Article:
Under the legislation, students who participate in the pre-K program for low-income families would become eligible for a voucher to help pay private school tuition. They would stay eligible as long as their family income continued to meet the program’s requirements.
The House Education Committee approved the bill last week on a party-line vote, sending it to the full House. The lead author is Rep. Bob Behning, R-Indianapolis, who chairs the education panel.
Seen as pure politics, HB 1004 of a slick move. Democrats have pushed for years to expand state support for pre-K. But as backers of public schools, they oppose vouchers. They’re in the awkward position of having to vote against one of their long-time priorities.
Somebody really wants the Indiana legislature to pass a law that will let school superintendents give raises to favored teachers outside the bounds of union-negotiated contracts. Somebody with clout. Otherwise the supplemental-pay measure would have died last week when the state Senate, responding to overwhelming opposition from teachers and their supporters, refused to pass it.
But it didn’t. House leaders kept the idea alive Monday when they breathed new life into Senate Bill 10, which lawmakers had previously said wasn’t going to become law.
The controversial Republican-sponsored legislation lives again.
Both chambers had approved versions of the same bill – House Bill 1004 and Senate Bill 10 – which would, among other things, let superintendents award higher salaries to certain teachers. The votes were close: 57-42 in the House and 26-24 in the Senate (where Republicans have a 39-11 majority).
The extra-pay language in the Senate bill is actually worse, in the eyes of teachers’ unions, which strongly oppose both. It would let superintendents award higher pay “to attract or retain a teacher as needed” while the House bill would allow extra pay only to hire for a position “that is difficult to fill.”
Also, the House bill would require the superintendent to present justification for additional pay to the school board in a public meeting. The Senate bill would let that happen behind closed doors.
The way Indiana legislators’ are trying to fix the state’s education governance system calls to mind what an American officer reportedly said during the Vietnam War: “We had to destroy the village in order to save it.”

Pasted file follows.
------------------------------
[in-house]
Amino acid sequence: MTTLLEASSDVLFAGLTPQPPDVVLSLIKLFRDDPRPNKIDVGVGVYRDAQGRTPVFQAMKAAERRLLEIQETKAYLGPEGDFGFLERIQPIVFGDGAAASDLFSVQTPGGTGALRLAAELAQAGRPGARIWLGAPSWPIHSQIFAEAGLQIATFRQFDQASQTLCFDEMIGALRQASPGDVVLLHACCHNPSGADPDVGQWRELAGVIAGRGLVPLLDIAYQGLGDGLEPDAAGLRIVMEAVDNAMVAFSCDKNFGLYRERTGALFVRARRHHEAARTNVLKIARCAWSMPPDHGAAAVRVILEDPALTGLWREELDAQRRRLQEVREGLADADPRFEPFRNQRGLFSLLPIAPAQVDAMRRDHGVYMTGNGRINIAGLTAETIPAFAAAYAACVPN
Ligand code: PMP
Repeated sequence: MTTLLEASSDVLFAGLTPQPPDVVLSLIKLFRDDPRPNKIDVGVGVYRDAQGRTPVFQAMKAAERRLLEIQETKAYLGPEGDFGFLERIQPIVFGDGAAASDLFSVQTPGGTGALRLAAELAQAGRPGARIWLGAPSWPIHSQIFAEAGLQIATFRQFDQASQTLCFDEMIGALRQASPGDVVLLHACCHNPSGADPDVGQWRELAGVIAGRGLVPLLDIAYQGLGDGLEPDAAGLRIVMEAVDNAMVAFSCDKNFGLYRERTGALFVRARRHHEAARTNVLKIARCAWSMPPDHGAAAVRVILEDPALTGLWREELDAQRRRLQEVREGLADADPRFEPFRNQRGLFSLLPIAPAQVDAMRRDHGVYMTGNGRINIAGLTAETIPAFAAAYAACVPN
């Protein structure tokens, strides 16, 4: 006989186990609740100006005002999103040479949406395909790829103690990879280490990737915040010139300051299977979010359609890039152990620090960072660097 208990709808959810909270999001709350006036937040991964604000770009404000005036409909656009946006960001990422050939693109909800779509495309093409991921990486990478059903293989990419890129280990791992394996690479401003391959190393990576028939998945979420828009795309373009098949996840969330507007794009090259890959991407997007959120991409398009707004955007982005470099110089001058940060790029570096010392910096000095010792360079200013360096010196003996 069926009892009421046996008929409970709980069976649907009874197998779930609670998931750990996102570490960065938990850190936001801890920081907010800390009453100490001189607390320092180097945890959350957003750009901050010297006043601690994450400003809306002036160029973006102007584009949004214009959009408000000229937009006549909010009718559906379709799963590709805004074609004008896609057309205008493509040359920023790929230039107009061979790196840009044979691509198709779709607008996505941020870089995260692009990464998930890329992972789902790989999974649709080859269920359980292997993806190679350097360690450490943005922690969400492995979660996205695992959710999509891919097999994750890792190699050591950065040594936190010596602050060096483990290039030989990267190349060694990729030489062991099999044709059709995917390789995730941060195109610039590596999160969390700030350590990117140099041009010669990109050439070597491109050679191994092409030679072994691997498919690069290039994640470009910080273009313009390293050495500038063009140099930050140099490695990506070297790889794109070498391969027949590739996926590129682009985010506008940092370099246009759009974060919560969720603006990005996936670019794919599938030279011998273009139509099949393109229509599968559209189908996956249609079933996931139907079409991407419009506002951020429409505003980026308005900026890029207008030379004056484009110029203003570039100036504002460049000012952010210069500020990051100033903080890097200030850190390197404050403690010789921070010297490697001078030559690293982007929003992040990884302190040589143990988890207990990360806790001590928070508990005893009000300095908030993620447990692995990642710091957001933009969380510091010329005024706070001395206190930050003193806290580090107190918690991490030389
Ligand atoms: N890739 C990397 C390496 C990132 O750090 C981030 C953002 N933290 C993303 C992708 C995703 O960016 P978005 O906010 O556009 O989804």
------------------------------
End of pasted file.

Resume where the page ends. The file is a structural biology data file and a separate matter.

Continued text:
The lawmakers say they want to save the system from the dysfunction that’s come with feuding between Democratic Superintendent of Public Instruction Glenda Ritz and the other 10 State Board of Education members, all appointed by Republican governors.
But their approach is to blow up a structure that has served Indiana well for many years, even when the elected superintendent and governor were from different parties.
Their main weapon is House Bill 1486, approved last week on a party-line vote by the House Education Committee. It transfers significant elements of education authority from the Department of Education, headed by Ritz, to the State Board of Education.
The bill authorizes the board to hire an executive director and staff and to employ outside contractors. And the board is going to need a lot of help if it takes on all the duties described in the bill. They include new responsibility for turnaround schools, teacher evaluation, standardized tests, state learning standards and audits of federal and state education programs. Continue reading
Public schools lost some loyal advocates in the Indiana legislature last week with the defeat of Democratic Sen. Tim Skinner and Reps. Shelli VanDenburgh and Mara Candelaria Reardon.
Skinner, a former school teacher from Terre Haute, may have been the most outspoken supporter of public schools in the General Assembly. He lost his bid for a fourth term by more than 1,000 votes to Republican Jon Ford, a business owner.
VanDenburgh, from Crown Point, and Reardon, from Munster, were part of a northwestern Indiana Democratic delegation that advocated reliably in the House for public schools. VanDenburgh lost a close contest to Julie Olthoff, a Merrillville ad agency owner. Reardon’s narrow loss to Munster attorney Bill Fine means there is now only one Hispanic legislator in a state that is over 6 percent Hispanic. (That’s Rep. Christina Hale, an Indianapolis Democrat who is part Cuban-American).
Republicans expanded their super majorities in both the House and Senate with the election. They now control the House, 71-29, and the Senate, 40-10. On partisan issues – and there are a lot of them in education – Democrats will do well to get a word in edgewise.
Senate Republicans put more than $100,000 into Ford’s campaign. Skinner got some help from the Indiana State Teachers Association but it was too little, too late.
Olthoff’s campaign against VanDenburgh picked up nearly $75,000 in late, large contributions as her supporters apparently realized she could win. About half came from the House Republican campaign committee and the rest from the school-voucher advocacy group Hoosiers for Quality Education.